water feature
water plants
water tanks
weather station
weeds
wicking pots
wind turbine
windbreaks
windmill
wood fired hot tub
woodlot
worktable
worm farm
worm tube
yard or compound
zone 0 home/centre

Discussion prompts about Trees

by April Sampson-kelly -

Discussion prompts that I will be using to teach about Trees this week at Permaculture Sydney Institute. 

If you would like to start a conversion with a friend or class, you can use these keywords. I'll printing them out and cutting the table up into slips of paper to draw from a hat. 

The person who can talk about the topic gets a point and whoever has already spoken about the topic they get that one as a bonus point. It doesn't have to be a competition, just engaging.

Discussion prompts

Poles

Baskets

Rayon

Microclimate regulation

Water table lowering

Microbes

Water treatment

Soil conditioning

Mycorrhizal communication

Furniture

Animal barriers

Paper

Temperature mitigation

Thermal mass

Shade

Petroleum nuts

Medicines

Bio-diversity

Fodder

Wild animal food

Syrups

Fruit

Fructose

Honey

Perfumes

Song

CO2 absorption

Boats

Fiber

Cellulose

Fuel

Windfalls

Coppicing

Pollution mitigation

Noise

Resin

Floor coverings

Insulation

Pollarding

Silk

Rubber

Sawdust

Nutrient management

Soil stability

Lerps

cricket

Planks

Beehives

Musical instruments

Cork

Nests

Glue

Alcohol

Charcoal

Lumber

Insect food

Biochar

Flowers

Lumber

Carbon

Habitat

Nuts

Nutrient mining

*Fire

Resin

Lichen

Nitrogen cycling

Cloud seeding

Fossil fuels

Timber

Oils

Fungi

Privacy

Rope

Fish food

Mistletoe

Spider webs

Mushrooms

Miswak

Windbreaks

Insulation

Edible leaves

Biogas material

Fire retardant

Rain harvesting

Condensation harvesting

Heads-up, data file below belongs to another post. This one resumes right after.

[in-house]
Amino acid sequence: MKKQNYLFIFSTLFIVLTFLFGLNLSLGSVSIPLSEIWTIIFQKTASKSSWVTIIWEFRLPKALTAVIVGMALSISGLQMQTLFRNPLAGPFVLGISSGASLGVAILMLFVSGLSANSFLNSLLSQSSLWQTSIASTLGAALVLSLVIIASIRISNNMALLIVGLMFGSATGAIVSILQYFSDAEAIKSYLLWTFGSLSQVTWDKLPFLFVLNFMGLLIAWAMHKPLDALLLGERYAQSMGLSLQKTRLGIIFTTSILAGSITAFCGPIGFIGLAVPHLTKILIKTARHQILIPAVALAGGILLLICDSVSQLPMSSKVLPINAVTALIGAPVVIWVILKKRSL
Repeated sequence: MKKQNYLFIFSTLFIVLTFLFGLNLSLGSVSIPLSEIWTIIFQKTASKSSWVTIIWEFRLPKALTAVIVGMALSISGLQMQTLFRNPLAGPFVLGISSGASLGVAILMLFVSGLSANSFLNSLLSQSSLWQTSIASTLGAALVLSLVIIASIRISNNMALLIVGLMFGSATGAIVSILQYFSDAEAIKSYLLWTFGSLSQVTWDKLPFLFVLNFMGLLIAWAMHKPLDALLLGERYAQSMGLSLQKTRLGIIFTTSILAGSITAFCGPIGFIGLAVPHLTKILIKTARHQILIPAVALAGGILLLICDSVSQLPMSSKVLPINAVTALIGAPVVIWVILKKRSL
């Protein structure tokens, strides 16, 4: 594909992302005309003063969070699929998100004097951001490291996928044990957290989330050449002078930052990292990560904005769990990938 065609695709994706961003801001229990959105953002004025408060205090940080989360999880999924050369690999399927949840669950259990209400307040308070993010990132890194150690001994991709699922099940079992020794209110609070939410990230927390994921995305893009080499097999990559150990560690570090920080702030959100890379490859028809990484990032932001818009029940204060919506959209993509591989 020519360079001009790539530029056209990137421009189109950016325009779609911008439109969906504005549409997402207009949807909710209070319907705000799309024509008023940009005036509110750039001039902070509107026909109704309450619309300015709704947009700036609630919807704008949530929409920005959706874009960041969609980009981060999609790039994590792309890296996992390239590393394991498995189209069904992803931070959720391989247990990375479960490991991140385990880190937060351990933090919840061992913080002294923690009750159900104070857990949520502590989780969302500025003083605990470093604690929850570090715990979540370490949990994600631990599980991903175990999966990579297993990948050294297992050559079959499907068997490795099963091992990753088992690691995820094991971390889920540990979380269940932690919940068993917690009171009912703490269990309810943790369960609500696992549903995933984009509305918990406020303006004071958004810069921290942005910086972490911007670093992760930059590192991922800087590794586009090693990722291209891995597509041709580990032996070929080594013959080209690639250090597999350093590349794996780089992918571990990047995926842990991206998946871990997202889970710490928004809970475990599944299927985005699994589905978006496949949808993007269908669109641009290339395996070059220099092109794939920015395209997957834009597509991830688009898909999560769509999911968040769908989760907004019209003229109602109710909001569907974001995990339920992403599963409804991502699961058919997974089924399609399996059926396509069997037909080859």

Drinking water source

Vines

Ash

Bark

Mental health

Companion plants

Tsunami & Flood rescue

 

 

 

                                                                            


and here is a post coming out next week.

What Does a Tree Do All Day?

One tree performs many functions

Every day a tree goes to work. It flexes and grows, repairs and renews. It draws nutrients to the top, distributes water to the leaves, and when the season is right, it flowers and fruits. Lucky for humanity, the fruit is just the cherry on top. Let's celebrate how forests serve to keep humanity happy.

Undercover, the roots help collect nutrients, keep a grip on soil and rocks, search for new territory, negotiate pathways, and often exchange benefits with other roots and fungi. The roots even whisper to other like-minded tree roots.

Up above, the treetops are busy attracting pollinators and friendly fertilisers (birds and mammals), deflecting damaging wind, keeping warm, and sheltering their young saplings. Impressively, a tree can regulate the temperature around itself by regulating the moisture content in its trunk. This is an additional feat on top of the great thermal mass quality of wood.

photo taken at australian tropical foods nursery QLD https://www.capetribfarm.com.au/Tropical fruits capetribfarm

A tree is a busy organism but it is never alone. Every tree belongs to a community of forest organisms. Even in death, the tree decomposes and recomposes itself through its relationship with forest organisms.

Oblivious of their importance to humanity, the tree absorbs CO2 and releases life-giving Oxygen. But surprisingly, recent research shows that many trees, worldwide have hit their limit and are now shouting a warning.

Specialist Trees

Dartmoor forest

There are some highly specialised. ‘Super-trees‘ powers ranged from diesel nuts, leaves that can burn whilst wet, abundant fruit, or communities of creatures. Occasionally a tree can be big enough to shelter a family, provide timber that never rots, live for thousands of years, support kilometers of fungi underground, or hold steep slopes of mighty mountains. Many trees communicate for miles underground.